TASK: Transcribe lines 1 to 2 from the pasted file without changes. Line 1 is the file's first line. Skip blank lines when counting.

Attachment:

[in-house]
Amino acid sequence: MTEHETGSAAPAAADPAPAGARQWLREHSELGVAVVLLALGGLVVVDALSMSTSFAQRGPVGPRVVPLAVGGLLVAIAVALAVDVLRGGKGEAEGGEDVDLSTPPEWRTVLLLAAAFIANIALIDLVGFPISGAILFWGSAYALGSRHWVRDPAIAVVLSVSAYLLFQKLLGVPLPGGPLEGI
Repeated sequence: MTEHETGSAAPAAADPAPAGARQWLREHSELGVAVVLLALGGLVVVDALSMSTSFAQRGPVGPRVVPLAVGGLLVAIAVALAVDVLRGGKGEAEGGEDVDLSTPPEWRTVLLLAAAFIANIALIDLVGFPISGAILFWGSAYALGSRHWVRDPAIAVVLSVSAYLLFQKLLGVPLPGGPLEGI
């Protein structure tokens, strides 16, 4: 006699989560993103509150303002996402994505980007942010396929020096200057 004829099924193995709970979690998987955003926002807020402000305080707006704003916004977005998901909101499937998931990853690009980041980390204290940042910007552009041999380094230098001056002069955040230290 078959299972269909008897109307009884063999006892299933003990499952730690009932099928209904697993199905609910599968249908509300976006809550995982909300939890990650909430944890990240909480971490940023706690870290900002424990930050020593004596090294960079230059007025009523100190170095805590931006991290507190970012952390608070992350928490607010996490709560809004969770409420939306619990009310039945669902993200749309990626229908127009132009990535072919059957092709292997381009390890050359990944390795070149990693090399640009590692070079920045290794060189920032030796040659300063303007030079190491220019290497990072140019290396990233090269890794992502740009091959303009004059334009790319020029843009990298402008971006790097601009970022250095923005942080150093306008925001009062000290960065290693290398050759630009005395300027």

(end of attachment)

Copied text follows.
[in-house]
Amino acid sequence: MTEHETGSAAPAAADPAPAGARQWLREHSELGVAVVLLALGGLVVVDALSMSTSFAQRGPVGPRVVPLAVGGLLVAIAVALAVDVLRGGKGEAEGGEDVDLSTPPEWRTVLLLAAAFIANIALIDLVGFPISGAILFWGSAYALGSRHWVRDPAIAVVLSVSAYLLFQKLLGVPLPGGPLEGI